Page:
How I Take Notes

Background

This section is a little wordy... feel free to skip to Requirements for the meat of this post.

As an SRE, I work with a number of protocols, systems, and languages, but also get interrupted quite frequently to fix things, answer questions, fulfull requests, etc. This is fine, in fact generally I really enjoy helping people, but it does make me lose context frequently. In addition, I don't have the greatest memory. Sometimes even when I am concentrating on one thing, some odd idea will pop into my head that I MUST consider more. For example, the other day I was working on something and suddenly started to wonder if I could store my browser's bookmarks (of which I have a few thousand) into LDAP and query them easily...

Anyway, when I started my current job and moved to California in 2018, I figured I better get some good notes so I didn't have to ask people things twice. Since then, I've grown to rely heavily on these notes, and I've gotten some benefits I didn't expect as well. During an oncall incident, I find I'm able to keep "the big picture" in my head more easily by writing my findings in my notes - I can record my current questions as I look at the evidence, forget about them and come back to them later if my most promising suspicion doesn't yeild results. During normal work, when I get a random wacky idea I don't have time to play with, I write it down and (most of the time) my brain lets me return to the task at hand. I also make my notes available to my colleagues for their searching too, which has helped a few of them out over the years.

For these notes to be as effective as they are for me, I have the following needs:

Requirements

  • I need to own my personal notes and LinkedIn needs to own my work notes. No "just keep your data in our cloud" services.
  • export to plain text - especially needed for migration from one app to another
  • easy sync between my Mac and my Android
  • easy editing on my Mac and Android phone
  • searchable
  • quick startup time, especially on Mac
  • paste to save image support.
  • image export
  • inline image support in the editor

In particular, inline image support within editors that also support plain text export is hard to find, but super helpful for several of my use cases. Fairly often, I need to save screenshots of different graphs and infer what to do or ask next from how they look. Inline images can also be nice for embedding diagrams or app screenshots. So many markdown apps don't support this, with some using a preview pane instead. A preview pane takes too much space when I need the majority of my monitors' real estate to frantically click through code bases, portals, graphs, wikis, Google searches, emails, and instant messages.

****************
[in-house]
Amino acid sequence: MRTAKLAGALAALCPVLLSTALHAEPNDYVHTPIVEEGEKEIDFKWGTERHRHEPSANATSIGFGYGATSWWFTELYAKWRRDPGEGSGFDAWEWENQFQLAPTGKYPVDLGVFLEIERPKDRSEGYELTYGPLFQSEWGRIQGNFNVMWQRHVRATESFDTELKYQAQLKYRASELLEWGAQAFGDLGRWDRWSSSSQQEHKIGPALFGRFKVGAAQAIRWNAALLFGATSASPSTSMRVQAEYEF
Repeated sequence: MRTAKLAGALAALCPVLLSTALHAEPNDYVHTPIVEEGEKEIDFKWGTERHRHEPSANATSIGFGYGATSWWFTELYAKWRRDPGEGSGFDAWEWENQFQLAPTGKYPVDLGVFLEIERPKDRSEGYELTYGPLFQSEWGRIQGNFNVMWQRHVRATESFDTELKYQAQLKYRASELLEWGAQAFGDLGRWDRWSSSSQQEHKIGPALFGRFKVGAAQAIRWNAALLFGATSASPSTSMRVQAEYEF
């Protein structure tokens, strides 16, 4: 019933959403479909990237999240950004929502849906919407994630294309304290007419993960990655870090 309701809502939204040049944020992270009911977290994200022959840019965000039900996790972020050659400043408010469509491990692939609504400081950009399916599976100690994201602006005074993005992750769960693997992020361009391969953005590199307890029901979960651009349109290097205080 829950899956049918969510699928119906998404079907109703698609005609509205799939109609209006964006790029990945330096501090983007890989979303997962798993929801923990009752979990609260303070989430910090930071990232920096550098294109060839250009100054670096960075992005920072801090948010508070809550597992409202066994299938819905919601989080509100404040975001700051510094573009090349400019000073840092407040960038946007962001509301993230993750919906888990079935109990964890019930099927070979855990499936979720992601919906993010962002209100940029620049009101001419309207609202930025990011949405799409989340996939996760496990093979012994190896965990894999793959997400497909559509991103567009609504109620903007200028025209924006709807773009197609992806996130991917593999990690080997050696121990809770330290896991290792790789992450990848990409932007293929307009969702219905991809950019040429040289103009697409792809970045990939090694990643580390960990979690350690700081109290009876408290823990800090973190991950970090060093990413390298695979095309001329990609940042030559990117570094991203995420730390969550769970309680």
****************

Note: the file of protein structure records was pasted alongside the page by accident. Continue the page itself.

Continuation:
Nice-to-haves

  • simple
  • browsable (i.e., find stuff easily on a rainy day)
  • open source writing apps
  • usable with Vim for quick edits
  • easy to learn markup language
  • viewable online

My System

The system I've landed on is:

  • Format: plain markdown files in a folder. I'm used to writing markdown for GitHub READMEs and my blog anyway and it's easy to read and write in a simple text editor.
  • Sync: Git and GitHub to sync between Mac and Android. GitHub also provides a web interface to read my notes.
  • Editor: Vim or Typora on Mac. Pasting an image into Typora automatically saves the image as a file, types an image markdown link, and shows the inline image below the link.
  • Android: GitJournal on my phone. I really love this app because it slots so nicely with the rest of my system, works quite well, allows note searching, is open source, and has a very nice maintainer.
  • Mac Search: ripgrep to search my notes on my Mac. It auto-colors results and is super fast.

I use the following Bash function to add some options to ripgrep:

# recursively search markdown files
rgmd() { rg --type md --ignore-case "$@" }

As for note organization, I have a gigantic notes.md file for notes that don't belong to any category. When something grows enough, I add it to <category>.md. I don't generally think to hard about this because it's so easy to search or change later if I don't like how it looks.

I've used this system for the past couple of years at this point, trying new alternatives occasionally (I found Typora less than a year ago). The only feature I wish I had was better browsing capability, maybe with tags or something.

Things to Try

  • It might be fun to convert my notes into a static site similar to this blog. Zola offers search, which might be fun to play with.
  • Roam, Obsidian, or Foam, maybe combined with Readwise to slurp bookmarked tweets or something. (these aren't open source, but the data is still plaintext). Critically, I don't think any of these tools offer inline image support, which is a dealbreaker for me.